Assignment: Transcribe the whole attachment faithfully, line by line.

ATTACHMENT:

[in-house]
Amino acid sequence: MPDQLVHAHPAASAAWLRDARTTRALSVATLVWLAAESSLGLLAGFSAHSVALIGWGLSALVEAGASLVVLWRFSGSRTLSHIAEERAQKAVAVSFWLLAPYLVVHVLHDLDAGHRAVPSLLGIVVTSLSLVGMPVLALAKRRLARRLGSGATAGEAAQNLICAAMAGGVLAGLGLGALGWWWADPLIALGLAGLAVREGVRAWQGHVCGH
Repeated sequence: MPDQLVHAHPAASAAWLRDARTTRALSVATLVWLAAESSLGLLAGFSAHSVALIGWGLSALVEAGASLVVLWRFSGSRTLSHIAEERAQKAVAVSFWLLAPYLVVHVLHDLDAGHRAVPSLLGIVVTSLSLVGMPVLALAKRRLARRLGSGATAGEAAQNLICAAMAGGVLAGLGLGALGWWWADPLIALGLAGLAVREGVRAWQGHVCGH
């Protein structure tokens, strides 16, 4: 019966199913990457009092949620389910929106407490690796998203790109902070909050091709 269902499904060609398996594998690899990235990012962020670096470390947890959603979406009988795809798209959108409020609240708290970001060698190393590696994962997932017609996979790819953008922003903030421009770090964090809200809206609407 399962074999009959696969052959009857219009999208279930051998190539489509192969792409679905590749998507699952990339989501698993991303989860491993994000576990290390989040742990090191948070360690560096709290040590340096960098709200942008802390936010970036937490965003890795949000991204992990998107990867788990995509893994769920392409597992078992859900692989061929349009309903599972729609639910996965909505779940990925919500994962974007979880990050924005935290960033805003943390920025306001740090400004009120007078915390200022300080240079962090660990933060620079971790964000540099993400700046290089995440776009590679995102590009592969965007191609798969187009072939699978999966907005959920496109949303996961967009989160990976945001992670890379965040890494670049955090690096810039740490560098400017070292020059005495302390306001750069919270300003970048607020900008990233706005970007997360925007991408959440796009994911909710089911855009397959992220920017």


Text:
[in-house]
Amino acid sequence: MPDQLVHAHPAASAAWLRDARTTRALSVATLVWLAAESSLGLLAGFSAHSVALIGWGLSALVEAGASLVVLWRFSGSRTLSHIAEERAQKAVAVSFWLLAPYLVVHVLHDLDAGHRAVPSLLGIVVTSLSLVGMPVLALAKRRLARRLGSGATAGEAAQNLICAAMAGGVLAGLGLGALGWWWADPLIALGLAGLAVREGVRAWQGHVCGH
Repeated sequence: MPDQLVHAHPAASAAWLRDARTTRALSVATLVWLAAESSLGLLAGFSAHSVALIGWGLSALVEAGASLVVLWRFSGSRTLSHIAEERAQKAVAVSFWLLAPYLVVHVLHDLDAGHRAVPSLLGIVVTSLSLVGMPVLALAKRRLARRLGSGATAGEAAQNLICAAMAGGVLAGLGLGALGWWWADPLIALGLAGLAVREGVRAWQGHVCGH
């Protein structure tokens, strides 16, 4: 019966199913990457009092949620389910929106407490690796998203790109902070909050091709 269902499904060609398996594998690899990235990012962020670096470390947890959603979406009988795809798209959108409020609240708290970001060698190393590696994962997932017609996979790819953008922003903030421009770090964090809200809206609407 399962074999009959696969052959009857219009999208279930051998190539489509192969792409679905590749998507699952990339989501698993991303989860491993994000576990290390989040742990090191948070360690560096709290040590340096960098709200942008802390936010970036937490965003890795949000991204992990998107990867788990995509893994769920392409597992078992859900692989061929349009309903599972729609639910996965909505779940990925919500994962974007979880990050924005935290960033805003943390920025306001740090400004009120007078915390200022300080240079962090660990933060620079971790964000540099993400700046290089995440776009590679995102590009592969965007191609798969187009072939699978999966907005959920496109949303996961967009989160990976945001992670890379965040890494670049955090690096810039740490560098400017070292020059005495302390306001750069919270300003970048607020900008990233706005970007997360925007991408959440796009994911909710089911855009397959992220920017």